• Adults: useful to specifically treat exacerbation of bronchospasm (asthma, COPD) triggered by RSV infection

Ribavirin (see Ribavirin, [[Ribavirin]])

  • Ribavirin is Highly Active Against RSV in vitro
  • Immunocompromised Adults with Stem Cell Transplant: aerosolized ribavirin decreases mortality rate in RSV pneumonia in this population [MEDLINE] [MEDLINE]
  • Immunocompromised Adults with Stem Cell Transplant: oral and intravenous ribavirin have been shown to be efficacious in small trials [MEDLINE] [MEDLINE]
  • Immunocompromised Adults with Lung/Solid Organ Transplant: the efficacy of ribavirin in these patients is unknown [MEDLINE] [MEDLINE]

Palivizumab (Synagis) (see Palivizumab, [[Palivizumab]]): RSV-specific humanized monoclonal antibody

  • No clinical benefit in the therapy of RSV infection
  • Licensed for the prevention of serious RSV lower respiratory tract disease in children at high risk of RSV infection (prematurity, bronchopulmonary dysplasia, congenital heart disease)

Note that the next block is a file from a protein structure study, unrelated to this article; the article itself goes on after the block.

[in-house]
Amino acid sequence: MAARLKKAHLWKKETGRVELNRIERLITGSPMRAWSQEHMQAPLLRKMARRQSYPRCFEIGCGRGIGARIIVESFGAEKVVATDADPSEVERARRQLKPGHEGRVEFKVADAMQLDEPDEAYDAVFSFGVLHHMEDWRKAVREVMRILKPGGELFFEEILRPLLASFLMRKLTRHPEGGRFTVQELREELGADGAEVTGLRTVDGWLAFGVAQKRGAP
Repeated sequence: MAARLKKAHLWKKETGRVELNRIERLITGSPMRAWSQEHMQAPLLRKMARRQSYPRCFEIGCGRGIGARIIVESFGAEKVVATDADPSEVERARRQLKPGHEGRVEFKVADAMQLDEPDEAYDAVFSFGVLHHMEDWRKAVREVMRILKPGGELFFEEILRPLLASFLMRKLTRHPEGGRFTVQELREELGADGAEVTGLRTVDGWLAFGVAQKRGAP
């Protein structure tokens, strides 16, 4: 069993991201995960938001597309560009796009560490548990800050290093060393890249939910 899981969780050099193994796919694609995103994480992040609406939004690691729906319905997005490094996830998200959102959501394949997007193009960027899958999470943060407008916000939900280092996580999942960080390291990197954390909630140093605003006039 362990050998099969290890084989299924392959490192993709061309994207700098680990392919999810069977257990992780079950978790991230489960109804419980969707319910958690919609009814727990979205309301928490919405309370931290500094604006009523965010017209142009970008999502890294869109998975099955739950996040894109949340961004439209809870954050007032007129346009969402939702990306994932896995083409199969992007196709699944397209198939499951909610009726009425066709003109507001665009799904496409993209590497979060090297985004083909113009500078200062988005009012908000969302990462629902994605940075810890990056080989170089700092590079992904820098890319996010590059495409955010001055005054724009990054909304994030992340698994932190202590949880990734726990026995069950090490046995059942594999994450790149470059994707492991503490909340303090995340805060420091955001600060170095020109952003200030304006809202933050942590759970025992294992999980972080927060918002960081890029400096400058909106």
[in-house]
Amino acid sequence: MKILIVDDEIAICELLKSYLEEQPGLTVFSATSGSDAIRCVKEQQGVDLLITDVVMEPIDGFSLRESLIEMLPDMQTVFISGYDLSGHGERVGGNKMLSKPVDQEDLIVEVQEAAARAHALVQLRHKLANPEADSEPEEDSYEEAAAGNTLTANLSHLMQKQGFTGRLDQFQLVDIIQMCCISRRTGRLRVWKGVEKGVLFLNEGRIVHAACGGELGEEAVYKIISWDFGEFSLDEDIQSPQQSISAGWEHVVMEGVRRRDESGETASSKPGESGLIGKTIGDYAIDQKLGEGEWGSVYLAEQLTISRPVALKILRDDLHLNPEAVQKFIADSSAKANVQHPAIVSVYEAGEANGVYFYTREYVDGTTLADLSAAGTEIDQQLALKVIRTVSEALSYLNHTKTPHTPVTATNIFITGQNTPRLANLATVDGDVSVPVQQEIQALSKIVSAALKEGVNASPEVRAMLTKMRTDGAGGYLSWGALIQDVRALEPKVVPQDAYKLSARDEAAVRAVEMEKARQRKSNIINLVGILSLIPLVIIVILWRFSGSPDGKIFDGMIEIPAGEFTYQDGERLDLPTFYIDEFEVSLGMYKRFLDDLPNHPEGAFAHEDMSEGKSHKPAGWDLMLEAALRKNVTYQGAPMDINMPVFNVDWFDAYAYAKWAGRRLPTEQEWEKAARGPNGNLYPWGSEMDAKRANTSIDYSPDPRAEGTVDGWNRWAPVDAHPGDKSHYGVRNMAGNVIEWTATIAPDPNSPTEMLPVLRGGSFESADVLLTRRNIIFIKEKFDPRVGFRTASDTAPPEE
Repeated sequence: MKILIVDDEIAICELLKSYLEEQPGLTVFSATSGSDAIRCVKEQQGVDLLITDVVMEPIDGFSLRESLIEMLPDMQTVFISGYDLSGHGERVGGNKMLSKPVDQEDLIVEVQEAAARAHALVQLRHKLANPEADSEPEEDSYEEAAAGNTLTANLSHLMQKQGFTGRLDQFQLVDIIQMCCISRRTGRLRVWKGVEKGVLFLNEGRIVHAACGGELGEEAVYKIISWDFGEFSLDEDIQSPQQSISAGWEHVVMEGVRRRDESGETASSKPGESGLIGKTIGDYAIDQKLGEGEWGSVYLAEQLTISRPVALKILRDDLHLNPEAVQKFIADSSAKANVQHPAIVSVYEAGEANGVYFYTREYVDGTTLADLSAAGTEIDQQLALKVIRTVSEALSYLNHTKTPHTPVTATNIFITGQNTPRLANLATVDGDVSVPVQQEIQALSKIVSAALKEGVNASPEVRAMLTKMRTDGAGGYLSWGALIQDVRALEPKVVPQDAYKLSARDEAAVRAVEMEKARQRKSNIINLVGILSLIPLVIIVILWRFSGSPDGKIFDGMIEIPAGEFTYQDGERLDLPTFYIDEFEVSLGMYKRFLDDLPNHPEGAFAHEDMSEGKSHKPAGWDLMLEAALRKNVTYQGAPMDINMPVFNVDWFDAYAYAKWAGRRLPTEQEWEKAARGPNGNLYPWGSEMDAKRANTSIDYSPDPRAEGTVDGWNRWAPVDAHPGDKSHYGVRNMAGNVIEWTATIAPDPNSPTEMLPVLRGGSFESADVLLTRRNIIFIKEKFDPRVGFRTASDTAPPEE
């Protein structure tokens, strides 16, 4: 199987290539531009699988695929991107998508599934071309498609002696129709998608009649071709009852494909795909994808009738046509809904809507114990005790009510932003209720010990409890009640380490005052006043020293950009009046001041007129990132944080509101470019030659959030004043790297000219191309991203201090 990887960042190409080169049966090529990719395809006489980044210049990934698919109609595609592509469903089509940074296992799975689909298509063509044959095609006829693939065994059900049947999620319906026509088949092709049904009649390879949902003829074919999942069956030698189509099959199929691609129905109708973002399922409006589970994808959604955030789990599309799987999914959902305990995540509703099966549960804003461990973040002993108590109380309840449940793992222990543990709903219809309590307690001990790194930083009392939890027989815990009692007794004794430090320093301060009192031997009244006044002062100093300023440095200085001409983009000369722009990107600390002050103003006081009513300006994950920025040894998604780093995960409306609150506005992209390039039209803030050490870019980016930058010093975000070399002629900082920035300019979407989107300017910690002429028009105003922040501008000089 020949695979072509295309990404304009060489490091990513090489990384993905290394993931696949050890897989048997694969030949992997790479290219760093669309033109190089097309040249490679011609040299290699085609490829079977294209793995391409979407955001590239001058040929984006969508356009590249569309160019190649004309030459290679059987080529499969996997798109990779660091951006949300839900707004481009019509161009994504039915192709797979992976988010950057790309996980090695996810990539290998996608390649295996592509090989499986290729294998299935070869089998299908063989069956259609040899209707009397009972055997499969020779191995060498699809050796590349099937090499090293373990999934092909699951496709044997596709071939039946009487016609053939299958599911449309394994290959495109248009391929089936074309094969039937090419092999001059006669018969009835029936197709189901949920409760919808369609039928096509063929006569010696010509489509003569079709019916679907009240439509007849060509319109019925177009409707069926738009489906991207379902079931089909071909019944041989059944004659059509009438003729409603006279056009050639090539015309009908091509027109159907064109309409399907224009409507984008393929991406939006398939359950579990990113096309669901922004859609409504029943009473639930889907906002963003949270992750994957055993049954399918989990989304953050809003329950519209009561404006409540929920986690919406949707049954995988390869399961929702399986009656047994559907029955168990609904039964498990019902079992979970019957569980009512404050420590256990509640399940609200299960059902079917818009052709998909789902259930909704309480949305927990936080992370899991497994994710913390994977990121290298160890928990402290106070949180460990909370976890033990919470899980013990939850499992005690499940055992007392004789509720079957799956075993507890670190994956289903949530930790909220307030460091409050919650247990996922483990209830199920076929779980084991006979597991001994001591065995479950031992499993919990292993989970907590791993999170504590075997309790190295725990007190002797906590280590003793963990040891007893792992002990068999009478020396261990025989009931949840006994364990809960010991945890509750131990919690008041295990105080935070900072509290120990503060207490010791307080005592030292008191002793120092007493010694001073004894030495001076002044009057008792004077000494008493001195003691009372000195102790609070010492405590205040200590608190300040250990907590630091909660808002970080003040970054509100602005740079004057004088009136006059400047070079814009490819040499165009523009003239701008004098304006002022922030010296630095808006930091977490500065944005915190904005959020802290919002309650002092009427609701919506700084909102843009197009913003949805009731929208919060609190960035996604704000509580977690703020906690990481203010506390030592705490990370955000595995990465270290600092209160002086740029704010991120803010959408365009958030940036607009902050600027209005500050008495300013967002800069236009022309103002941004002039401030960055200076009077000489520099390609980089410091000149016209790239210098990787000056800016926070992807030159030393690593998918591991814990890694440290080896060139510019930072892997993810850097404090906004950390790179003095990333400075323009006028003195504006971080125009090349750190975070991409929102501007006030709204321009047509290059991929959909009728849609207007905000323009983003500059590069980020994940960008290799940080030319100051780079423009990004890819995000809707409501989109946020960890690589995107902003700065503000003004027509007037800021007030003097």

Combination Ribavirin + Intravenous Immunoglobulin (IVIG) (see Ribavirin, [[Ribavirin]] and Intravenous Immunoglobulin, [[Intravenous Immunoglobulin]])

  • May be indicated in severely ill patients with RSV

Combination Palivizumab (Synagis) + Intravenous Immunoglobulin (IVIG) (see Palivizumab, [[Palivizumab]] and Intravenous Immunoglobulin, [[Intravenous Immunoglobulin]]): has not been studied

RSV-Specific Immunoglobulin (RSVIG)

  • No longer available

Combination Ribavirin + Corticosteroids (see Ribavirin, [[Ribavirin]] and Corticosteroids, [[Corticosteroids]])

  • Has been used in small series of lung transplant patients with RSV [MEDLINE]

Toxic Fume Exposure

  • Supportive care


  • Mild Cases: resolve within several days
  • Mortality Rates
    • Previously Healthy Infants: 0.5-1.5%
    • Infants with Immunodeficiency/Cancer Chemotherapy/Pulmonary or Heart Disease/Pulmonary Hypertension: 15-40%